In My Father’s Words



In My Father’s Words


03/07/1938 – 18/10/2018


Looking Back


The congregation stood in silence as the iconic tones of Frank Sinatra drifted over the church.  Those present were mostly male, dressed largely in black overcoats. Frank drifted away, his ‘My Way’ summing up what most believed represented the deceased to a tee.

“Are you going on to the reception, or wake or whatever it is called?” The question brought Paul abruptly back to the present time and the cold wind that swept across the churchyard.

“Well, Roger, my old mate, I don’t really want a drink, but I do want to pay my respects to Marjorie.  She has been a bloody saint over the last few years with Peter being so ill.”

“I agree. I don’t think you know this part of London, do you?  It is in the Fox, about 100 yards down the road.”  The two men joined the slow almost silent procession out of the churchyard, nodding occasionally at other mourners they knew.

They settled at a table in the private function room of the Fox.  Roger spoke first.  He lifted his glass.  “Here’s to Peter, God bless him.”

“Yes, God bless him and Marjorie as well.”

“Did you know him well, Roger?”

“Well enough until we left Hackney.  As we all did, we went our separate ways.  I went into Special Branch and Pete joined the CID. And where the hell did you go, Paul?”

Paul laughed.  “I joined the police in Southern Rhodesia, the BSAP.  Pretty hairy that was at times.  The country became independent in 1980 and I stayed just long enough to get my pension. I couldn’t see that Mad Bob Mugabe and I would get on well together.”

 “So, it’s about 25 years since we met last?”

 “Yes, it must be all of that. But I remember the old days at Hackney as if it was yesterday.”

Roger raised his glass again.  “Here’s to the good old days.”

Paul smiled wryly.  “Yeah, here’s to them. Do you remember Peter’s bike?”

“What, his Triumph 650?”

“No, not his motor bike, I mean his push bike.”

“No, what about it?”

“Well you remember when we were on nights and having a break in the canteen, and there was a shout?  We all poured out of the canteen, down the stairs like Battle of Britain pilots and grab the first means of transport available to get to the shout.  Well once I grabbed Pete’s bike and nearly broke my neck.  It had a fixed wheel and when I tried to free wheel, it threw me off.”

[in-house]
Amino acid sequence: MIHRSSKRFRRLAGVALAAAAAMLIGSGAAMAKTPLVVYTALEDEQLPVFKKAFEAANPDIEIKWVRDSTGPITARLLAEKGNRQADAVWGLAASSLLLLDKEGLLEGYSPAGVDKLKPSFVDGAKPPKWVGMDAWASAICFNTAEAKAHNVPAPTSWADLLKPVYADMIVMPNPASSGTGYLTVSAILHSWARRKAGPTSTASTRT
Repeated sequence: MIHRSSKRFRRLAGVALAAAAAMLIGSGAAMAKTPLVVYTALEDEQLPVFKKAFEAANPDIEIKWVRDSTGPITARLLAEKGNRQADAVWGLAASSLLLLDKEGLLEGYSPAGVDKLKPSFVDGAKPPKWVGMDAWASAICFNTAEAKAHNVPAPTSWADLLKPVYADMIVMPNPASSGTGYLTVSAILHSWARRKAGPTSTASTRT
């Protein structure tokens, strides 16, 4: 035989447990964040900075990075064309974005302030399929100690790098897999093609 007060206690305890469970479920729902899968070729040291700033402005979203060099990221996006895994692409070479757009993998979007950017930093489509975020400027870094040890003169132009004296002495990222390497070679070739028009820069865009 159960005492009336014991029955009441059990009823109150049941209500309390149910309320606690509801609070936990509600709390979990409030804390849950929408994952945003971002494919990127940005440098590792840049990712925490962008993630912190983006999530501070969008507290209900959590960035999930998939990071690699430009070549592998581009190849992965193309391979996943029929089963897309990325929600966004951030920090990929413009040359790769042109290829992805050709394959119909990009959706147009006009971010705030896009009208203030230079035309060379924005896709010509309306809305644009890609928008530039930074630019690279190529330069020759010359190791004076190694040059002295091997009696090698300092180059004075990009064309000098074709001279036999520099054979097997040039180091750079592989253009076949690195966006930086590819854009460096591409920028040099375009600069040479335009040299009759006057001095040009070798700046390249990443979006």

“No, I never knew that.”

”But Roger, old son, I seemed to remember you had a bit of a problem with Peter at one stage.”

“Yes, I did.”

“What happened?”

“Well, old Peter was in uniform, walking past Woolworths, when the Store Detective came rushing out chasing a girl, wearing a red hat.  He told Pete that she had stolen something from the store and demanded that Pete arrest her and he did. So Pete phones the nick for a car and I was sent.  When I get there Pete has this young bird by the arm I couldn’t miss her with that bright red hat. When I got to Woolies there was a bit of a crowd gathered round.  So we agree that I take her back to the station with the evidence while Pete sorts out the punters.”

“What did she steal?”

“Well, bloody strange that.  It was a teapot.  Any way I get her back to the station and she gets there OK but there is no sign of the bloody teapot.”

“What happened to it?”

“No bloody idea, mate, not a clue.”

“So, Peter wasn’t best pleased with you, was he?”

“Not half, he accused me of fancying her and binning the teapot.”

“Blimey, what a story.  What happened to the girl?”

“Well, without the evidence we couldn’t charge her.  She went straight after that.  She got married and had four kids.”

How the hell do you know all that, Roger?”

Roger laughed and took another pull at his beer.  “Because I married her mate, and she is a brilliant wife, mother and grandmother.”

Paul stared across the table. “You old bastard! What did Pete think about that?”

“Peter was a good bloke.  He forgave me eventually.”

“Was there much to forgive?”

“Well you could ask Pete about it but it’s probably a bit late for that now.”

Written by my Father B.M

4 thoughts on “In My Father’s Words

      1. It’s such a shame it wasn’t something you could really connect over.
        Reading his writings must be strange and shows how differing our perspectives can be, which is where so much hurt can stem.
        I’m adjusting to life without Nita and things are up and down but something positive to gain from every experience if we can open our minds 😊

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